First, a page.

Book Review: Harvard Medical School Guide to Yoga
Written by Marlynn Wei, MD and James Groves, MD, The Harvard Medical School’s Guide to Yoga pretty much had me at “hello.” To be honest, I get a little excited about anything published by Harvard because, well, it’s Harvard, and I assume it just has to be good. I’m also a bit starry eyed about linking yoga with medical research. So I cracked the book open….
The book can be characterized as a heartfelt east meet west. Both Wei and Groves have a personal connection to the yoga practice and compelling personal stories. Wei found yoga to find relief from her taxing job as a psychiatrist (and she also applies yoga in her work with her patients) and Groves (interestingly!) found yoga in his fifties. The book is a beautiful mix of scientific rigor and practical application with just enough yoga mysticism to feel authentic and sincere.
The book spans a wide range of foundational topics and I think would be a good addition to your library as a reference text. You’ll find:
- the science of yoga (YAY!)
- types of yoga
- history and philosophy
- subtle body systems
- injury prevention
- guides for practice
- yoga for specific health concerns
Throughout the book, the good doctors include references to correlating medical research (when appropriate) that provide research based evidence for the positive benefits of the techniques. Again – YAY! For those of you seeking to understand why yoga works, having access to this supporting research is enlightening and gratifying. If I’m going to be very, very picky, I will add that it’s good to be skeptical of blanket statements that are only supported by one or two studies. (One research study does not a fact make, no matter how good it sounds.) I would also add that I would have loved for more specific physiological benefits to be included for individual asana.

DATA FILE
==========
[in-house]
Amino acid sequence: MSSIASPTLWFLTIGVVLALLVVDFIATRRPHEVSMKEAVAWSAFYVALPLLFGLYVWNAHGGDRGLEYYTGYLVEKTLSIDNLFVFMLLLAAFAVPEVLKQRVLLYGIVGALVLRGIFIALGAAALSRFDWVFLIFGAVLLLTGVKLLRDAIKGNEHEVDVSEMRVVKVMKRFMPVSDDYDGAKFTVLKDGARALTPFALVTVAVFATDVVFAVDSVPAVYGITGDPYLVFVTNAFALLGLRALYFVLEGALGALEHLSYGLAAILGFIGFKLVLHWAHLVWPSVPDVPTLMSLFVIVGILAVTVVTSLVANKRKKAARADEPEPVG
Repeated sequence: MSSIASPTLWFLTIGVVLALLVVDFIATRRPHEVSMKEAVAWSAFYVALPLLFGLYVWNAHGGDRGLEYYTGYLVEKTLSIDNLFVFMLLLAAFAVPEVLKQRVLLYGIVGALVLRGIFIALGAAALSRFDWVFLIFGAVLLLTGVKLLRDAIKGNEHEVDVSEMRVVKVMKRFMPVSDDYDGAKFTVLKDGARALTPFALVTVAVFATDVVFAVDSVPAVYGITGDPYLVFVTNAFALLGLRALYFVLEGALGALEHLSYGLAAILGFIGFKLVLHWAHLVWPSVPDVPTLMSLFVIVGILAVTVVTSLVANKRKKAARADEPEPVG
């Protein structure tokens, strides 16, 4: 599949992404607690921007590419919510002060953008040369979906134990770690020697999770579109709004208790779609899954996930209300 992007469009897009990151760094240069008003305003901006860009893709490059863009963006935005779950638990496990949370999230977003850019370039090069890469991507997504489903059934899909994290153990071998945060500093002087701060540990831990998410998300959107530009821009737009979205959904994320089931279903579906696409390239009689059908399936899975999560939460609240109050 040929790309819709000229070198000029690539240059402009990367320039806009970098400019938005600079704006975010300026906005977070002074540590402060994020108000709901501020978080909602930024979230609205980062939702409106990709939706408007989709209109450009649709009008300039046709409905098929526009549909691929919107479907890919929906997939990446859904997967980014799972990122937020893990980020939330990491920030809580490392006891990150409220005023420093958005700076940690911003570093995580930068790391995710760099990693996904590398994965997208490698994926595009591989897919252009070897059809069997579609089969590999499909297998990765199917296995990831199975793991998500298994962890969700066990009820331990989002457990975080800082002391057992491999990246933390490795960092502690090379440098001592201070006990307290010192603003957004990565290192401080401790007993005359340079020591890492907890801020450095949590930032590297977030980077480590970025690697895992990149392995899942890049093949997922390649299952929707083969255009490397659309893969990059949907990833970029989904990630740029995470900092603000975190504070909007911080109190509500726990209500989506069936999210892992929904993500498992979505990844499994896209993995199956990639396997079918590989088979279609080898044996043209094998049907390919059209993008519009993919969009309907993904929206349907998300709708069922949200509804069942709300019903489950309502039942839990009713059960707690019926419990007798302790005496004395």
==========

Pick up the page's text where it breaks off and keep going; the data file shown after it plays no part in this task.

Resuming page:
Overall, if you are nerdy yogi, this book is an excellent read and resource. I personally love to have a “why” for the “what” when I’m teaching, and having a little science at your fingertips is useful when you’re luring more practical-minded students into the practice. Wei and Groves bridge the gap between western medicine and eastern practice with sincerity, clarity, and grace.